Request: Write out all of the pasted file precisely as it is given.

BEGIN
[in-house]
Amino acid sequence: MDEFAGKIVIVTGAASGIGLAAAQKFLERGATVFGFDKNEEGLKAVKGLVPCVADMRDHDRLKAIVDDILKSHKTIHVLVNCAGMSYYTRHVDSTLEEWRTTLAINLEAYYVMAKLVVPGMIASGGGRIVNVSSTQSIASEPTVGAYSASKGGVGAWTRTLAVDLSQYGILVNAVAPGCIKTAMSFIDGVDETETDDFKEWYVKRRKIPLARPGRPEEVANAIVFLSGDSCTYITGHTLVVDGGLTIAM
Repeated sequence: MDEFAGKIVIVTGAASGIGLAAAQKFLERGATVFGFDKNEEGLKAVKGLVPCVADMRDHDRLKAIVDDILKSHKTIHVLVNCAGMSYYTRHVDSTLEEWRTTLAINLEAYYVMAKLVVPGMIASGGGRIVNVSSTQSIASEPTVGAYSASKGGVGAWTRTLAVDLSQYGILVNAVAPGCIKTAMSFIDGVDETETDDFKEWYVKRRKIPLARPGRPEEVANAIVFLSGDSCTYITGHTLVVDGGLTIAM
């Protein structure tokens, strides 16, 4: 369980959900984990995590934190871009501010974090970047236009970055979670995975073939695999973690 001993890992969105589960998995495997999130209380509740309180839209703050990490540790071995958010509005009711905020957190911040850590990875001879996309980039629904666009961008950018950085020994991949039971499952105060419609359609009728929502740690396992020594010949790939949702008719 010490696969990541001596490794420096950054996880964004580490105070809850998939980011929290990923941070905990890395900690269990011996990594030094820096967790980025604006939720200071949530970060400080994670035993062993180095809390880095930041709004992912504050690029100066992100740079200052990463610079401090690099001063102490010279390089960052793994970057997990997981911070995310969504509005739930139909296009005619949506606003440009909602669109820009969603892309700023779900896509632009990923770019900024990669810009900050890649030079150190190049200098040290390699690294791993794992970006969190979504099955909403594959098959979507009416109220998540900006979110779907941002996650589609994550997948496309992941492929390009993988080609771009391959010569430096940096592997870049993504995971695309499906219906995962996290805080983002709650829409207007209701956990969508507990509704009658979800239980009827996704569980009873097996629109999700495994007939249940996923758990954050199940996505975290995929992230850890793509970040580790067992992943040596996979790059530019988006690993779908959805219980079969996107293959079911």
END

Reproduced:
[in-house]
Amino acid sequence: MDEFAGKIVIVTGAASGIGLAAAQKFLERGATVFGFDKNEEGLKAVKGLVPCVADMRDHDRLKAIVDDILKSHKTIHVLVNCAGMSYYTRHVDSTLEEWRTTLAINLEAYYVMAKLVVPGMIASGGGRIVNVSSTQSIASEPTVGAYSASKGGVGAWTRTLAVDLSQYGILVNAVAPGCIKTAMSFIDGVDETETDDFKEWYVKRRKIPLARPGRPEEVANAIVFLSGDSCTYITGHTLVVDGGLTIAM
Repeated sequence: MDEFAGKIVIVTGAASGIGLAAAQKFLERGATVFGFDKNEEGLKAVKGLVPCVADMRDHDRLKAIVDDILKSHKTIHVLVNCAGMSYYTRHVDSTLEEWRTTLAINLEAYYVMAKLVVPGMIASGGGRIVNVSSTQSIASEPTVGAYSASKGGVGAWTRTLAVDLSQYGILVNAVAPGCIKTAMSFIDGVDETETDDFKEWYVKRRKIPLARPGRPEEVANAIVFLSGDSCTYITGHTLVVDGGLTIAM
């Protein structure tokens, strides 16, 4: 369980959900984990995590934190871009501010974090970047236009970055979670995975073939695999973690 001993890992969105589960998995495997999130209380509740309180839209703050990490540790071995958010509005009711905020957190911040850590990875001879996309980039629904666009961008950018950085020994991949039971499952105060419609359609009728929502740690396992020594010949790939949702008719 010490696969990541001596490794420096950054996880964004580490105070809850998939980011929290990923941070905990890395900690269990011996990594030094820096967790980025604006939720200071949530970060400080994670035993062993180095809390880095930041709004992912504050690029100066992100740079200052990463610079401090690099001063102490010279390089960052793994970057997990997981911070995310969504509005739930139909296009005619949506606003440009909602669109820009969603892309700023779900896509632009990923770019900024990669810009900050890649030079150190190049200098040290390699690294791993794992970006969190979504099955909403594959098959979507009416109220998540900006979110779907941002996650589609994550997948496309992941492929390009993988080609771009391959010569430096940096592997870049993504995971695309499906219906995962996290805080983002709650829409207007209701956990969508507990509704009658979800239980009827996704569980009873097996629109999700495994007939249940996923758990954050199940996505975290995929992230850890793509970040580790067992992943040596996979790059530019988006690993779908959805219980079969996107293959079911």